A majority of employers said they were surprised that new hires rarely used any of the more traditional forms of research, such as picking up the phone or thumbing through an annual report for informational nuggets. Instead, they found many college hires—though not all—relied heavily on they found online and many rarely looked beyond their screens.

There’s much, much more in the report, which is worth the read. 

September 5th, 2012

Toward a New System of Education

Stephen Downes:

We must develop the educational system outside the traditional system because the traditional system is designed to support the position of the wealthy and powerful. Everything about it - from the limitation of access, to the employment of financial barriers, to the creation of exclusive institutions and private clubs, to the system of measuring impact and performance accordiung to economic critreria, serve to support that model. Reforming the educational system isn’t about opening the doors of Harvard or MIT or Cambridge to everyone - it’s about making access to these institutions irrelevant. About making them an anachronism, like a symphony orchestra, or a gentleman’s club, or a whites only golf course, and replaced with something we own and build for everyone, like punk music, a skateboard park, or the public park.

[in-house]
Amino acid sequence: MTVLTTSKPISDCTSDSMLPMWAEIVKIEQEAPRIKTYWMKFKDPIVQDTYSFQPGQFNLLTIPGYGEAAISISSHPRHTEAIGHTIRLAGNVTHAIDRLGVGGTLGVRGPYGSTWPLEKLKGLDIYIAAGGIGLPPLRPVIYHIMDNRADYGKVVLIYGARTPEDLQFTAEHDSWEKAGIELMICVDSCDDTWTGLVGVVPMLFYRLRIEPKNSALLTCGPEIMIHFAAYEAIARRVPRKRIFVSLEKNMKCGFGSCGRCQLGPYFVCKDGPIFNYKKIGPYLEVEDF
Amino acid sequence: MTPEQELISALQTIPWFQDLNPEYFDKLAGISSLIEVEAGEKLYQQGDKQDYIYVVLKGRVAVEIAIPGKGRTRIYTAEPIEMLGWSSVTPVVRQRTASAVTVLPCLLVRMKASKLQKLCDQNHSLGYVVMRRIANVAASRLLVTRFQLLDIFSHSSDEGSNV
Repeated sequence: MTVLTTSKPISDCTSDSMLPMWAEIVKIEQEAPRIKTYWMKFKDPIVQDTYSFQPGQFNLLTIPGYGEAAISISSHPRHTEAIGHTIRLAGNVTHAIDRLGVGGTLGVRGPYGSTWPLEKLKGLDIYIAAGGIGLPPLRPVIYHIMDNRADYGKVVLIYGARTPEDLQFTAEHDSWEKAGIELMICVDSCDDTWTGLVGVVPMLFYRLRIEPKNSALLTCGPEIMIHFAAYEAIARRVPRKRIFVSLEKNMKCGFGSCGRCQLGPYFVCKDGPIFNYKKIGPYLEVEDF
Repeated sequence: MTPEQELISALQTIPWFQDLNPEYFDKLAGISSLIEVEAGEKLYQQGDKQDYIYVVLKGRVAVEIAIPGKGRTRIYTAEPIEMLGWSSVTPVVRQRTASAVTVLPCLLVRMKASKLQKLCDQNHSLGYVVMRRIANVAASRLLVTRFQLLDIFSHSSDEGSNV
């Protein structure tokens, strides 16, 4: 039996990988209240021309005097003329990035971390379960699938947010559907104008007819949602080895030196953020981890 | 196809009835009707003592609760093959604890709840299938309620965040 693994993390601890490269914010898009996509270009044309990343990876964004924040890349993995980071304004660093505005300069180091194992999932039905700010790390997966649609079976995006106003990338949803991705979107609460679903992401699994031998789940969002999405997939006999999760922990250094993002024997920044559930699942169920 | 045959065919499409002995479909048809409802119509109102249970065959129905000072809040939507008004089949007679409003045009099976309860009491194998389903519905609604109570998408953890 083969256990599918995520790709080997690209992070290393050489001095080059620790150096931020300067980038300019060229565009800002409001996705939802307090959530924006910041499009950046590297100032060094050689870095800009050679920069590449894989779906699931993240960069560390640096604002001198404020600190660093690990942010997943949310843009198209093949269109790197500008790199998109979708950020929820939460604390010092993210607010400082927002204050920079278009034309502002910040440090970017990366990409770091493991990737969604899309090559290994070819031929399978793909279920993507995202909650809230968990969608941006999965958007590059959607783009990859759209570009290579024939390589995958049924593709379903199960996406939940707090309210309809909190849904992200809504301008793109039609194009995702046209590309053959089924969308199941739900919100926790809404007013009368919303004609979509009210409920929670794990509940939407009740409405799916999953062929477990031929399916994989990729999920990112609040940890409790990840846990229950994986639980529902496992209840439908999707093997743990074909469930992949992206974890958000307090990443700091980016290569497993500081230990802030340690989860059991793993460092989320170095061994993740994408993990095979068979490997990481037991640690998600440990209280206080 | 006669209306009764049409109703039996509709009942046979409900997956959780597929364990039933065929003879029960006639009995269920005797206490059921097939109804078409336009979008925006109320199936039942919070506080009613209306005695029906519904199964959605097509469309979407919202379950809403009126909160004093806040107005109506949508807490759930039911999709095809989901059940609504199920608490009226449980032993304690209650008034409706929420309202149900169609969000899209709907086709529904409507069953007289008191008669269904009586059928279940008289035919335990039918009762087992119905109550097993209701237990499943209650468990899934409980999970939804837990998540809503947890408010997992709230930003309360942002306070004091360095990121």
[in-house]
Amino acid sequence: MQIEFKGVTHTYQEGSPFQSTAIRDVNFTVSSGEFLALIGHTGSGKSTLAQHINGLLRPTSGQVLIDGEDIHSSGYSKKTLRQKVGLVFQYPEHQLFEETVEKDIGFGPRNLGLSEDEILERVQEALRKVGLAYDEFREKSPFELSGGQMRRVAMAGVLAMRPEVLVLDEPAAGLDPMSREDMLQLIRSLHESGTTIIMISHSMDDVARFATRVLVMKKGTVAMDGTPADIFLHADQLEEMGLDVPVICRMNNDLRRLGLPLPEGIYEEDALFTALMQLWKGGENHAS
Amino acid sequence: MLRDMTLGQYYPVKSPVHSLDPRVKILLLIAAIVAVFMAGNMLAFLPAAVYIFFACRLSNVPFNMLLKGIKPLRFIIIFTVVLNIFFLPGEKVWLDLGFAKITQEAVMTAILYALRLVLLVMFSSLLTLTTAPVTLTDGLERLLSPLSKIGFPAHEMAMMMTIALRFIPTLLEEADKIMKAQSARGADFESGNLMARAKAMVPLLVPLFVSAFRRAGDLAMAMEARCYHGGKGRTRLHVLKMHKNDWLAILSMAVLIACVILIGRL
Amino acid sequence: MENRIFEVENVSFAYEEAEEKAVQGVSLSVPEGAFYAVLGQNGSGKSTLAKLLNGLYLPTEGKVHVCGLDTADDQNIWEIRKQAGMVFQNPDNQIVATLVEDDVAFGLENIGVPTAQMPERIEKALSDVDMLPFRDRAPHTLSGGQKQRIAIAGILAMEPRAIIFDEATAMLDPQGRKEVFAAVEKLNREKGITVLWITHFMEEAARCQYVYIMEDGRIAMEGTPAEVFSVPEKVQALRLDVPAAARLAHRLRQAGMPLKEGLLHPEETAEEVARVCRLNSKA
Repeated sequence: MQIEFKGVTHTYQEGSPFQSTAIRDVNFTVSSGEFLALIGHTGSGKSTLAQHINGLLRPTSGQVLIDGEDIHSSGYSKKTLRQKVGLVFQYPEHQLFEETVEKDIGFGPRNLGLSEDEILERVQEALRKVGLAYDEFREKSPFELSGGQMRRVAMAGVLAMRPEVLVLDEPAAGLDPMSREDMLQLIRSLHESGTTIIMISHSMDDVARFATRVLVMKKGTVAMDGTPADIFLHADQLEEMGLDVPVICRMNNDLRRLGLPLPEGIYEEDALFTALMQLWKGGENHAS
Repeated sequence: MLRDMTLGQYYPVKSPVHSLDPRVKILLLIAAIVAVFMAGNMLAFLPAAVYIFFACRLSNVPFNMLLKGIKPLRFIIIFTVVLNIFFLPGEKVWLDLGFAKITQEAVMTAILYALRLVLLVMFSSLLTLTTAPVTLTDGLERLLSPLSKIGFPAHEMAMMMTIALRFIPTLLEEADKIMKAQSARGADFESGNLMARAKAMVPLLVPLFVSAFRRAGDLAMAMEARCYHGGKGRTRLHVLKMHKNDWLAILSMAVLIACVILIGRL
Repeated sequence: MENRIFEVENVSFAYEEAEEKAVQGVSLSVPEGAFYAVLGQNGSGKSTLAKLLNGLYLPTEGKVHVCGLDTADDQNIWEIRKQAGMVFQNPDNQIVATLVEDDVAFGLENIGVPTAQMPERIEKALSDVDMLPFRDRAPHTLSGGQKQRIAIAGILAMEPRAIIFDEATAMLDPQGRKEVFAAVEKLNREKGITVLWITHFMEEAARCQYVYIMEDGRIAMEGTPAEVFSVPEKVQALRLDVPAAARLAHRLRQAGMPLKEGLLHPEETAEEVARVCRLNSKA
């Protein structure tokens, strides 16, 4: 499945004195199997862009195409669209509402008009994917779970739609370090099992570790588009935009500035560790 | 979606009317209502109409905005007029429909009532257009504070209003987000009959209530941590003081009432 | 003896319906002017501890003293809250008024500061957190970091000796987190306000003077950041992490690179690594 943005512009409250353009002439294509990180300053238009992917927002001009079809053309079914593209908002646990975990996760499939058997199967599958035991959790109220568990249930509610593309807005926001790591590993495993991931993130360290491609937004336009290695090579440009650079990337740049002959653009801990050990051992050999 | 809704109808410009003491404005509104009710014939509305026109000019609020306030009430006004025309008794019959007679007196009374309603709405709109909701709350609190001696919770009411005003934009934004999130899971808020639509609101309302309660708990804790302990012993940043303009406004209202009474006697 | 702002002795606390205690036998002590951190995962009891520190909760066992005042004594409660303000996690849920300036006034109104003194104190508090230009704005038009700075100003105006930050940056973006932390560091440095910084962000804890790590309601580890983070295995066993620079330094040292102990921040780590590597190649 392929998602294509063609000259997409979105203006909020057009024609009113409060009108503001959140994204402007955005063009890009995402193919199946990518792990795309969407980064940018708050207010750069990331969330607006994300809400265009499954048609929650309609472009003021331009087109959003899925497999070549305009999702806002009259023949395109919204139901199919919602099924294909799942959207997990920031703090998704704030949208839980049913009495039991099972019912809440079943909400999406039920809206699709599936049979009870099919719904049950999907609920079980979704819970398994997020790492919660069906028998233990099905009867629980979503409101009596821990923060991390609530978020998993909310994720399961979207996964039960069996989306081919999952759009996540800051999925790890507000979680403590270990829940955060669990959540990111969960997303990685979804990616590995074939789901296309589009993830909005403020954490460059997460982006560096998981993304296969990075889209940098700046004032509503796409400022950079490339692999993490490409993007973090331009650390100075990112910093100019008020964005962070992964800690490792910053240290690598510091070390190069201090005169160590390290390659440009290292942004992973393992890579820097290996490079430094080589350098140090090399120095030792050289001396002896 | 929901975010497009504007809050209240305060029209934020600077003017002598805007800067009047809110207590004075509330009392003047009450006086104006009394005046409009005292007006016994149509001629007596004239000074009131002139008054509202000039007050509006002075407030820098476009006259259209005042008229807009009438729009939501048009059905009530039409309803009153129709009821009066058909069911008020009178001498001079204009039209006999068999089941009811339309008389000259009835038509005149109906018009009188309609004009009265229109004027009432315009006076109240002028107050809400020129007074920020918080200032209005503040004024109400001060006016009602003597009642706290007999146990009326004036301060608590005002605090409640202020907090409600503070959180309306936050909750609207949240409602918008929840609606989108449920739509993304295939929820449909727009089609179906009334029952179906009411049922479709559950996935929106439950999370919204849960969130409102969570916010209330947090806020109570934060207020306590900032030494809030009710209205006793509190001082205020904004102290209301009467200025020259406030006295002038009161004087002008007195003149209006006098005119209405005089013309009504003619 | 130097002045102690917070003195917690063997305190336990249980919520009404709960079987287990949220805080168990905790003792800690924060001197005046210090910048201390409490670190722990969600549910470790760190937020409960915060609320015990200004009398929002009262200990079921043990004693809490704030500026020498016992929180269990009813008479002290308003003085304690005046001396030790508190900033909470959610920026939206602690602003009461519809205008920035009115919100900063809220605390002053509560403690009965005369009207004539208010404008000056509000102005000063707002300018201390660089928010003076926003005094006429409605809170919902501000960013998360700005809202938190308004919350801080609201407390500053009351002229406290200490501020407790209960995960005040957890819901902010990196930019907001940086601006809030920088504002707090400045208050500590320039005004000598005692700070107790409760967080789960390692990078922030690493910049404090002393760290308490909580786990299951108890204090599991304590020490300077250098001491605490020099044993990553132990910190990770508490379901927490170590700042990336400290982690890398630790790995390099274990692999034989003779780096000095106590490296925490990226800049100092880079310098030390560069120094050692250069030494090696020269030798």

And, later:

What is most important is how education is thought of in such a system. It is not something that is ‘delivered’ or ‘transferred’ from an institution to a person. An education is property of a person (‘property’ in the sense of ‘quality’ or ‘attribute’, not in the sense of ‘ownership’ or ‘possession’) just in the same way as health and fitness are properties of a person, something they have all their lives, something they develop and grow and maintain, something they are themselves ultimately responsible for.